FDA first proposed bar-code requirements in March 2003. Comments from hospitals, health care professionals, trade and professional associations and others showed widespread support for the approach to improving patient safety and promoting higher quality care.

The final rule applies to most drug manufacturers, repackers, relabelers, private label distributors and blood establishments. New medications covered by the rule will have to include bar codes within 60 days of their approval; most previously approved medicines and all blood and blood products will have to comply with the new requirements within two years.


Story Source:

The above story is based on materials provided by Food And Drug Administration. Note: Materials may be edited for content and length.


Cite This Page:

Food And Drug Administration. "U.S. Government Announces New Requirements For Bar Codes On Drugs And Blood To Reduce Risks Of Medication Errors." ScienceDaily. ScienceDaily, 26 February 2004. <www.sciencedaily.com/releases/2004/02/040226071856.htm>.
Food And Drug Administration. (2004, February 26). U.S. Government Announces New Requirements For Bar Codes On Drugs And Blood To Reduce Risks Of Medication Errors. ScienceDaily. Retrieved November 28, 2014 from www.sciencedaily.com/releases/2004/02/040226071856.htm
Food And Drug Administration. "U.S. Government Announces New Requirements For Bar Codes On Drugs And Blood To Reduce Risks Of Medication Errors." ScienceDaily. www.sciencedaily.com/releases/2004/02/040226071856.htm (accessed November 28, 2014).

Share This


More From ScienceDaily



More Health & Medicine News

Friday, November 28, 2014

Featured Research

from universities, journals, and other organizations


Featured Videos

from AP, Reuters, AFP, and other news services

Ebola Leaves Orphans Alone in Sierra Leone

Ebola Leaves Orphans Alone in Sierra Leone

AFP (Nov. 27, 2014) — The Ebola epidemic sweeping Sierra Leone is having a profound effect on the country's children, many of whom have been left without any family members to support them. Duration: 01:02 Video provided by AFP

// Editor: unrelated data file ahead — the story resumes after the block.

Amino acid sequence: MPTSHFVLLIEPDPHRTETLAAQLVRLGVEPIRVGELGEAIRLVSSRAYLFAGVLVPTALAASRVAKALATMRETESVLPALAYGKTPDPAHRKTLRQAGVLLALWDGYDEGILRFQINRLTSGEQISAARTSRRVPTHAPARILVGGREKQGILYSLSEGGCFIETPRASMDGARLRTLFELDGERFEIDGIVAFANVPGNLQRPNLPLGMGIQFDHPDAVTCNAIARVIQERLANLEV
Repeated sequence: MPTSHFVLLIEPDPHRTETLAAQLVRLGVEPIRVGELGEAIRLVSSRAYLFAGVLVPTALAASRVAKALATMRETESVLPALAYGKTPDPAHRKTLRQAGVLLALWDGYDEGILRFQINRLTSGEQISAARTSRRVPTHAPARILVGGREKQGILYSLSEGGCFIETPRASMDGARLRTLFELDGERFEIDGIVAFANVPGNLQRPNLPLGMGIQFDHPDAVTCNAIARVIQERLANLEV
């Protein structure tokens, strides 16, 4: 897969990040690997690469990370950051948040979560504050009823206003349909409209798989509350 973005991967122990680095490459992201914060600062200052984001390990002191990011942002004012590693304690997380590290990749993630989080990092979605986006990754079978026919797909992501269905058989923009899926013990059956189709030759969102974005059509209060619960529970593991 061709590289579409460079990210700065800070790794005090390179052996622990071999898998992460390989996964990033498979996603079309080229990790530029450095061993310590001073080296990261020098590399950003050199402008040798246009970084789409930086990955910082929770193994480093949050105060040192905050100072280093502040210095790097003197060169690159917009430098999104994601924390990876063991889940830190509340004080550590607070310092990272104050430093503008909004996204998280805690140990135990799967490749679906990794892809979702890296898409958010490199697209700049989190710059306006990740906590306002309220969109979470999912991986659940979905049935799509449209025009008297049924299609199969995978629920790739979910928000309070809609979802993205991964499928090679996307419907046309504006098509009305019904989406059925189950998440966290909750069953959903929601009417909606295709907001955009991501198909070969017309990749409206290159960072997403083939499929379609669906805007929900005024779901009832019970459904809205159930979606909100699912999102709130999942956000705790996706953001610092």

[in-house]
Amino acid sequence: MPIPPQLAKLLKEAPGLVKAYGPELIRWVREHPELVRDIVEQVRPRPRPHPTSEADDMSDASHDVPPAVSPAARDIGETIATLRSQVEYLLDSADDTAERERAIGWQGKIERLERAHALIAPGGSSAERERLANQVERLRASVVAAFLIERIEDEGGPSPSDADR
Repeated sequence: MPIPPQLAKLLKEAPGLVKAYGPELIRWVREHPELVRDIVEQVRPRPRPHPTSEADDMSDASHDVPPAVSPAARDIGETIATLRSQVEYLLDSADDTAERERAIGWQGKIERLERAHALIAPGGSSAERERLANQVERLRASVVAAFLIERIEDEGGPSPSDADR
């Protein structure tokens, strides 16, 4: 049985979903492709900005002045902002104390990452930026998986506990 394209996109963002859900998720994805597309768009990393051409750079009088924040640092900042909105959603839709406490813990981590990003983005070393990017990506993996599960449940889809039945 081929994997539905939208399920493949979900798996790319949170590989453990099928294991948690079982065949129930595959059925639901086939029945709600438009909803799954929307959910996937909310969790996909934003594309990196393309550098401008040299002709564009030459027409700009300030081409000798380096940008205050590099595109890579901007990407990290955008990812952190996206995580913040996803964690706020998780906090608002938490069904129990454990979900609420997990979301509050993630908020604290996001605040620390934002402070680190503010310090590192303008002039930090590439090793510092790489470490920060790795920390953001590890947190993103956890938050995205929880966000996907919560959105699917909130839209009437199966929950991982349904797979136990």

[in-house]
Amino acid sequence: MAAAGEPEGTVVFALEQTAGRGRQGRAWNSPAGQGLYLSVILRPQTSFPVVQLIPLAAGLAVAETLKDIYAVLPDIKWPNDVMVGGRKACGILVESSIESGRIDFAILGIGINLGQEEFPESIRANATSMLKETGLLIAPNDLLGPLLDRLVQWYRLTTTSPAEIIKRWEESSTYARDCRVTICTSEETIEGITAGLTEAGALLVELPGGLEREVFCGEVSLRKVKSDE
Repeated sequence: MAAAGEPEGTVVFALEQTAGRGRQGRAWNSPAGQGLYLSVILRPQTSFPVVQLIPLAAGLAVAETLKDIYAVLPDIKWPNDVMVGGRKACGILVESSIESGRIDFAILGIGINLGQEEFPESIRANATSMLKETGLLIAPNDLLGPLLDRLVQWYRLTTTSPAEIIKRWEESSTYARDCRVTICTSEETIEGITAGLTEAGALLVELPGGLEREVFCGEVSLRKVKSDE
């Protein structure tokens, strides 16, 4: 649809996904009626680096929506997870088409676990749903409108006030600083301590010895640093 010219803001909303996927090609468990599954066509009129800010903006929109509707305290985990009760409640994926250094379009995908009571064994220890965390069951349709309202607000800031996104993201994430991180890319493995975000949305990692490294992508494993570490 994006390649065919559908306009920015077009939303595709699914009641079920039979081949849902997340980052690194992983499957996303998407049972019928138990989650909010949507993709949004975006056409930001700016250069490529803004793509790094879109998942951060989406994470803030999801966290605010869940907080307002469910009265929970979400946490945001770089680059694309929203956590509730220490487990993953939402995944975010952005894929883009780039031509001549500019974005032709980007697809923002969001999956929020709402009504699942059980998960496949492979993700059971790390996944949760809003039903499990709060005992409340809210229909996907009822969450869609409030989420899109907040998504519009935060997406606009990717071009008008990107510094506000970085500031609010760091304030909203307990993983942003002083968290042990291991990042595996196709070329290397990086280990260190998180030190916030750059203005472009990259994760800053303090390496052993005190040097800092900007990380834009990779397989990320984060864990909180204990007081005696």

Powered by NewsLook.com
Experimental Ebola Vaccine Shows Promise In Human Trial

Experimental Ebola Vaccine Shows Promise In Human Trial

Newsy (Nov. 27, 2014) — A recent test of a prototype Ebola vaccine generated an immune response to the disease in subjects. Video provided by Newsy
Powered by NewsLook.com
Pet Dogs to Be Used in Anti-Ageing Trial

Pet Dogs to Be Used in Anti-Ageing Trial

Reuters - Innovations Video Online (Nov. 26, 2014) — Researchers in the United States are preparing to discover whether a drug commonly used in human organ transplants can extend the lifespan and health quality of pet dogs. Video provided by Reuters
Powered by NewsLook.com
Today's Prostheses Are More Capable Than Ever

Today's Prostheses Are More Capable Than Ever

Newsy (Nov. 26, 2014) — Advances in prosthetics are making replacement body parts stronger and more lifelike than they’ve ever been. Video provided by Newsy
Powered by NewsLook.com

Search ScienceDaily

Number of stories in archives: 140,361

Find with keyword(s):
 
Enter a keyword or phrase to search ScienceDaily for related topics and research stories.

Save/Print:
Share:  

Breaking News:

Strange & Offbeat Stories

 

Health & Medicine

Mind & Brain

Living & Well

In Other News

... from NewsDaily.com

Science News

Health News

Environment News

Technology News



Save/Print:
Share:  

Free Subscriptions


Get the latest science news with ScienceDaily's free email newsletters, updated daily and weekly. Or view hourly updated newsfeeds in your RSS reader:

Get Social & Mobile


Keep up to date with the latest news from ScienceDaily via social networks and mobile apps:

Have Feedback?


Tell us what you think of ScienceDaily -- we welcome both positive and negative comments. Have any problems using the site? Questions?
Mobile iPhone Android Web
Follow Facebook Twitter Google+
Subscribe RSS Feeds Email Newsletters
Latest Headlines Health & Medicine Mind & Brain Space & Time Matter & Energy Computers & Math Plants & Animals Earth & Climate Fossils & Ruins